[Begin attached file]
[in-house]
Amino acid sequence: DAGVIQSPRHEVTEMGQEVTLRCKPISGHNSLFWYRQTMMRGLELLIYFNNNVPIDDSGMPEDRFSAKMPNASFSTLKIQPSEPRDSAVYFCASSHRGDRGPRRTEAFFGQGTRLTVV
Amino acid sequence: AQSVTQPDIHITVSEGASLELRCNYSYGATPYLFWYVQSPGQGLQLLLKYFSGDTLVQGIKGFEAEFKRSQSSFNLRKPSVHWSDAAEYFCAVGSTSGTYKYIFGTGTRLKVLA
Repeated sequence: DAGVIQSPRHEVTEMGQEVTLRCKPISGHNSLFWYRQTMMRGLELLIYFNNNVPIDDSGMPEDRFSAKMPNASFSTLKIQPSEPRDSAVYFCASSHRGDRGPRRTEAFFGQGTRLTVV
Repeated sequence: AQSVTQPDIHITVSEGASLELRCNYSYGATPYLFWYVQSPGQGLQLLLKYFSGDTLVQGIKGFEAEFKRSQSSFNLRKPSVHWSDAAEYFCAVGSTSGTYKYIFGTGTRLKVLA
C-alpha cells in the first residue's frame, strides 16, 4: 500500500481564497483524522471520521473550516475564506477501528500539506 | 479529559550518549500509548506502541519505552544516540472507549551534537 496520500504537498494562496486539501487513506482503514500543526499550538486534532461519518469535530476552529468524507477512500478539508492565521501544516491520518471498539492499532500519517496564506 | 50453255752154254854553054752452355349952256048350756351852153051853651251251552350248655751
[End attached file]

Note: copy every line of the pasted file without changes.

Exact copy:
[in-house]
Amino acid sequence: DAGVIQSPRHEVTEMGQEVTLRCKPISGHNSLFWYRQTMMRGLELLIYFNNNVPIDDSGMPEDRFSAKMPNASFSTLKIQPSEPRDSAVYFCASSHRGDRGPRRTEAFFGQGTRLTVV
Amino acid sequence: AQSVTQPDIHITVSEGASLELRCNYSYGATPYLFWYVQSPGQGLQLLLKYFSGDTLVQGIKGFEAEFKRSQSSFNLRKPSVHWSDAAEYFCAVGSTSGTYKYIFGTGTRLKVLA
Repeated sequence: DAGVIQSPRHEVTEMGQEVTLRCKPISGHNSLFWYRQTMMRGLELLIYFNNNVPIDDSGMPEDRFSAKMPNASFSTLKIQPSEPRDSAVYFCASSHRGDRGPRRTEAFFGQGTRLTVV
Repeated sequence: AQSVTQPDIHITVSEGASLELRCNYSYGATPYLFWYVQSPGQGLQLLLKYFSGDTLVQGIKGFEAEFKRSQSSFNLRKPSVHWSDAAEYFCAVGSTSGTYKYIFGTGTRLKVLA
C-alpha cells in the first residue's frame, strides 16, 4: 500500500481564497483524522471520521473550516475564506477501528500539506 | 479529559550518549500509548506502541519505552544516540472507549551534537 496520500504537498494562496486539501487513506482503514500543526499550538486534532461519518469535530476552529468524507477512500478539508492565521501544516491520518471498539492499532500519517496564506 | 50453255752154254854553054752452355349952256048350756351852153051853651251251552350248655751